"A car in your rearview mirror that moves from one lane to the other doesn't suddenly disappear and then reappear on the other side," says Edward K. Vogel. "The exchange is smooth, in part, because often the hemispheres coordinate a soft handoff." (Credit: Andrew Catellier/Flickr)

How left-right brain handoffs happen without a hitch

People experience a smooth and seamless visual world despite information quickly being transferred back and forth between both hemispheres of the brain. To accomplish this, each side of the brain needs to “hand off” information to the other half.

Such handoffs are necessary, researchers say, because the human visual system is contralateral—objects on the left side of space are processed by the right hemisphere and vice versa. When objects change sides, the two hemispheres must coordinate so that the tracked object isn’t lost during the exchange.

“Attentional tracking is something we do on a regular basis when driving in traffic or walking through a crowd,” says Edward K. Vogel, professor of psychology at University of Oregon. “Our world is dynamic. We’re moving. Our eyes are moving. Objects are moving. We need to use our attention to follow objects of interest as they move so that we can predict where they are going.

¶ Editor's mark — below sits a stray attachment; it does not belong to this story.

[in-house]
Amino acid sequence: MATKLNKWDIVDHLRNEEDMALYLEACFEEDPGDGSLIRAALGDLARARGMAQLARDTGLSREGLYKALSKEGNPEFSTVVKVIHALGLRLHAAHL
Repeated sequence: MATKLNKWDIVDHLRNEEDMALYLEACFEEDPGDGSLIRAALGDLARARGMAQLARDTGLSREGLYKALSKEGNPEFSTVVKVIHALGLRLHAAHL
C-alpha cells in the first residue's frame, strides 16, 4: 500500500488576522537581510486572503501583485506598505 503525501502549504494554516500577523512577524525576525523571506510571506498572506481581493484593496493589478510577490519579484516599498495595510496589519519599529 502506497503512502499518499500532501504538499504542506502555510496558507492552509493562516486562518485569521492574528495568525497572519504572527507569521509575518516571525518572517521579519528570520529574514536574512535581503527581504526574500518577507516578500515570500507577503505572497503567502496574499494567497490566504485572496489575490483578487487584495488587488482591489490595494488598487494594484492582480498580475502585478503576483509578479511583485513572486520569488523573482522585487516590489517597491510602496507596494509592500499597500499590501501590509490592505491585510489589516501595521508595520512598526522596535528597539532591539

“A car in your rearview mirror that moves from one lane to the other doesn’t suddenly disappear and then reappear on the other side,” he says. “The exchange is smooth, in part, because often the hemispheres coordinate a soft handoff.”

That means, he says, that before the object crosses into the other side of space, the new hemisphere picks it up, and the old hemisphere continues to hang on to it until it crosses well into the other side of space. Both hemispheres grab hold of the object during the exchange—much like in a relay race when two runners both briefly have hold of the baton to assure it isn’t dropped.

To get a closer look at how this exchange happens, Vogel and colleagues used electroencephalogram (EEG) to measure brainwaves from healthy young adults. The research may eventually help scientists better understand individual differences in people’s visual tracking abilities.

Some people, for instance, have trouble picking up a moving vehicle seen in a rearview mirror once it enters a blind spot, Vogel says.

“This new technique allows us to watch the brain as information about a target is handed off from one side to the other, and it may provide insights into why attention is so limited.”

The National Institutes of Health, the Office of Naval Research, and the National Geospatial Agency funded the research, which was published online in the journal Current Biology.

Source: University of Oregon

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